Better access to prescription drugs improves patients’ experience, adherence, and health.
We live in an age of prolific biomedical innovation, as novel treatments for cancer, metabolic conditions, neurological diseases, and other indications appear on pharmacy shelves almost monthly. But if a medication exists and patients don’t have ready access, is that drug fulfilling its promise? Scientific innovation is not valuable on its own, therefore we must also improve how we deliver these life-changing medications to patients.
Cost is a major barrier to access. Drugs are expensive, and many people lack the resources and insurance coverage to afford them.
Fortunately, many drug companies and affiliated nonprofit organizations offer patient assistance programs (PAPs) to help uninsured and underinsured people access their medicines at no cost. When people participate in a PAP, a non-commercial dispensing pharmacy acts as intermediary, working with the manufacturer, or representatives, to fill the prescriptions.
This complex process requires fluid communication between patients, providers, pharmacies, and drug companies. This is where a robust digital infrastructure that connects different systems pays enormous dividends. A HIPAA-compliant data collection and management practice gives patients better access to their medicines, driving consistent adherence, improved quality of life, and better outcomes.
Interoperability is a core requirement. A central application programming interface (API) must integrate with multiple platforms to advance HIPAA-compliant data sharing. Through this sophisticated digital system, patients and providers maintain better access to pharmacies, drug companies, and the organizations sponsoring their PAPs.
For the people interacting with this digital system, the infrastructure should be a utility: seamless and invisible. If everything is working appropriately, patients, providers, and drug companies will never have to worry about the underlying complexities or the reliable services that make them work. In turn, manufacturers and other groups orchestrate PAP benefits based on real-time data for inventory management, security, compliance, and traceability.
This is a challenging effort. In addition to the technical issues associated with translating inputs from multiple digital systems, there are several regulatory and privacy concerns. Dispensing pharmacies must ensure that patients’ health care and financial data are well protected, necessitating digital firewalls and other safeguards to keep them separate and encrypted.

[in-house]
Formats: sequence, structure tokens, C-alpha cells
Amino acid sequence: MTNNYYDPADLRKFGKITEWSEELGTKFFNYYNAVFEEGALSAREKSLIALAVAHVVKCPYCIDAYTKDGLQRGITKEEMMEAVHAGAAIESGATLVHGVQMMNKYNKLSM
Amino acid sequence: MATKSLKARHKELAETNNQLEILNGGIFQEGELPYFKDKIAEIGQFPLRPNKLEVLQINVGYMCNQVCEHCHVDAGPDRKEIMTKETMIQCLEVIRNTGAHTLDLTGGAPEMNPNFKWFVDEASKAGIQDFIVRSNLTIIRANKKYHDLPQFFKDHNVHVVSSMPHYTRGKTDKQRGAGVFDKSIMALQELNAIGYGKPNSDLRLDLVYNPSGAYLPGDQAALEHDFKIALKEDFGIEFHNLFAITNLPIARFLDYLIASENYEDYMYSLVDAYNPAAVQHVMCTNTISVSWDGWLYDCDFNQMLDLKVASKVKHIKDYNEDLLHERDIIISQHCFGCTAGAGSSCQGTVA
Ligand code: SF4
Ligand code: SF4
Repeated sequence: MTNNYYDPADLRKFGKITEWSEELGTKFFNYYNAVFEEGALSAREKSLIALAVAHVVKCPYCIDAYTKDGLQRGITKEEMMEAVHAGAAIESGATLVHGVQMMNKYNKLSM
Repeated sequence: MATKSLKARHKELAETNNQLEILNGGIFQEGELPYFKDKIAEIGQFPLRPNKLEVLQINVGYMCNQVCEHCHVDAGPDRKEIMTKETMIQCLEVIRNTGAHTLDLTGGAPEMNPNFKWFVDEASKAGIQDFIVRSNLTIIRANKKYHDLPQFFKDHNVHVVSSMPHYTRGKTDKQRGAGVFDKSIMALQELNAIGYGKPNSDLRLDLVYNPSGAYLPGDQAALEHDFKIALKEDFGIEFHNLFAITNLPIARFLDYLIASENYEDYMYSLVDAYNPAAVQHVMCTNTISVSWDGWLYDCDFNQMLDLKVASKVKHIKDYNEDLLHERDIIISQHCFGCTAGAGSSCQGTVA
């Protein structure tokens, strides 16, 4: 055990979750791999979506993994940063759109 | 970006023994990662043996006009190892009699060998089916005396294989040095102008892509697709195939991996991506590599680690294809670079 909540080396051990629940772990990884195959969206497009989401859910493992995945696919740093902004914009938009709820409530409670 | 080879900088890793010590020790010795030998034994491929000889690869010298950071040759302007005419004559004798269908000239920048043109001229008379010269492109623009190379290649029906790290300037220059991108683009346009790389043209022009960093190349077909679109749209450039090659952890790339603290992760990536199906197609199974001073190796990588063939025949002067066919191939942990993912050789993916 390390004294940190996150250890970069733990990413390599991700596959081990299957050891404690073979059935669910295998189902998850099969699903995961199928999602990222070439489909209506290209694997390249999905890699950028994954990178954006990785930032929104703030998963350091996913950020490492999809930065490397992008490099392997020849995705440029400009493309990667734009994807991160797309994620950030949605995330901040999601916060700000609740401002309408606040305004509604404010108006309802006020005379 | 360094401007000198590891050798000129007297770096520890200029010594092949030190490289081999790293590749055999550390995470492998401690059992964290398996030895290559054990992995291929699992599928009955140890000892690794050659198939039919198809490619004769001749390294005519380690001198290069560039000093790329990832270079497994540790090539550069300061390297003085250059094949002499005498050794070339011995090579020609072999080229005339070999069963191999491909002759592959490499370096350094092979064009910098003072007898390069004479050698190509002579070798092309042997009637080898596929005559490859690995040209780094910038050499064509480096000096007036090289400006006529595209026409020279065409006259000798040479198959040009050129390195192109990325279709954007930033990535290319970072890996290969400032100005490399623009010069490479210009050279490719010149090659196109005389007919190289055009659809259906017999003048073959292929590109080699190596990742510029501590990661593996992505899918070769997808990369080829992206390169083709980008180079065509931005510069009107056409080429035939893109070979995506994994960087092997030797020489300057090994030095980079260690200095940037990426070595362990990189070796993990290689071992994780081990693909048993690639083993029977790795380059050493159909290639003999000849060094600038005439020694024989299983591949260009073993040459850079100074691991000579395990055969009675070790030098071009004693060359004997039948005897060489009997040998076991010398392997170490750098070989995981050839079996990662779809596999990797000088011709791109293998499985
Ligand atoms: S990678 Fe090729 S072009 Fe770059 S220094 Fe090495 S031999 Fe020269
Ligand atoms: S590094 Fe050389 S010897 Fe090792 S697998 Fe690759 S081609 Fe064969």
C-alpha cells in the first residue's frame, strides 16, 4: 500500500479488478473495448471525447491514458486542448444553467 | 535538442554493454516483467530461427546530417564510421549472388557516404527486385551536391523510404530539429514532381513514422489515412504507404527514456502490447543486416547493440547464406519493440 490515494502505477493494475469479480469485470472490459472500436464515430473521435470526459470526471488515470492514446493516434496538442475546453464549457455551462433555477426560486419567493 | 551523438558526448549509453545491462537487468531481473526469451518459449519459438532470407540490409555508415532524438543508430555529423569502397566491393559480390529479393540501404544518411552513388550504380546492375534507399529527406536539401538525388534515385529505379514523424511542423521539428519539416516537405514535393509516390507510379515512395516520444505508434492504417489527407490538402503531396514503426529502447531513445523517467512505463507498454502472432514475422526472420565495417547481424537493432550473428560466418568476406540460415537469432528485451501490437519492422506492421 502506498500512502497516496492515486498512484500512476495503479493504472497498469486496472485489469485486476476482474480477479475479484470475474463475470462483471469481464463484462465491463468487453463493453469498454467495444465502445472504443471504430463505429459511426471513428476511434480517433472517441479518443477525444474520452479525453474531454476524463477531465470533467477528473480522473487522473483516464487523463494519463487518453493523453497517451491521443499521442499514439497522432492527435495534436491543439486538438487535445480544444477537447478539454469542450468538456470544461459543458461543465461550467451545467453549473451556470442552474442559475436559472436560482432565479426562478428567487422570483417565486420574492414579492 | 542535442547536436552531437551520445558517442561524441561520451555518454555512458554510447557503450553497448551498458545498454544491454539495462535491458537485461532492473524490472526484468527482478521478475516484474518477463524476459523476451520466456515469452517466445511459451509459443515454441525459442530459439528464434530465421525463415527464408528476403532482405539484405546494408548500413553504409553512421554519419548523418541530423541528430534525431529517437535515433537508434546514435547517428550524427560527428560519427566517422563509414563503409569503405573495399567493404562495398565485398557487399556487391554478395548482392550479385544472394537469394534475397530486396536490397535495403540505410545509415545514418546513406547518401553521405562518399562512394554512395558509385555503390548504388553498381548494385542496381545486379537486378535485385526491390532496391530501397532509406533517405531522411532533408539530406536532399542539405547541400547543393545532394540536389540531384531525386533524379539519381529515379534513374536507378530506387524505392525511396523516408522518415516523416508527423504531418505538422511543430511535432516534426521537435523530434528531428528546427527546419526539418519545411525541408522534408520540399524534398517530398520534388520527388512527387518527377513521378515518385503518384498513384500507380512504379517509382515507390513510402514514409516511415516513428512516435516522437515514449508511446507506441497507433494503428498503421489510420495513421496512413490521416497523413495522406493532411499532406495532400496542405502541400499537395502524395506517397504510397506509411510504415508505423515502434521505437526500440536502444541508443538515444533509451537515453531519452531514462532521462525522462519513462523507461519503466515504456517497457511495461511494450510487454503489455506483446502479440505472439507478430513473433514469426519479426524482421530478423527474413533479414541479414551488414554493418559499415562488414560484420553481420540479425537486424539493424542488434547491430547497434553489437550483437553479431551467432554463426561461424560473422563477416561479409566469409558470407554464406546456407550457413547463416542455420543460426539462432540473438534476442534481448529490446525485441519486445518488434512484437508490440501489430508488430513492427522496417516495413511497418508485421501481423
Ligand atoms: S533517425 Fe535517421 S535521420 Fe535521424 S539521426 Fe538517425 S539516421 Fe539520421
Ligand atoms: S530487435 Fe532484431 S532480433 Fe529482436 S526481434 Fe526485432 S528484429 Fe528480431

One of the great benefits of a seamless digital system is that it provides access to useful data. With help from machine learning algorithms and other technologies, drug companies, PAP nonprofits and pharmacies can dive into key information about patient access, compliance, and other issues. Analytics provide critical insights to improve access, lower costs, monitor and support adherence and reduce medication errors. This technology can also act as a pharmacy-level electronic health record to ensure patients receive the best possible care.
With the digital link in place, the next layer is an intuitive interface for patients and providers. This online portal gives patients precise control over their health information and prescriptions.
Through this portal, patients engage with the PAP provider to enroll in the program, which ensures all their needs are met. They can visit the site to check order status, make sure their allergy and other information is correct, chat with a pharmacist, set up text or email alerts, and perform many other tasks. Having all this functionality gives patients 24/7 access to critical information and helps them communicate with their medication support system whenever they want.
Adopting these digital solutions means patients, physicians, drug companies, medication-focused nonprofits, non-commercial dispensing pharmacies, and others can communicate fluidly, measure their efficacy, troubleshoot problems, gather data, and work together as a cohesive unit to deliver innovative treatments to patients.
The bottom line is creating a secure, compliant, and user-friendly online portal, integrated with the complete ecosystem, providing greater medication access and improving patients’ experience, adherence, and health.
About the Author
Nabil Badr, Chief Technology Officer, Research Associate, Digital Health of Medvantx.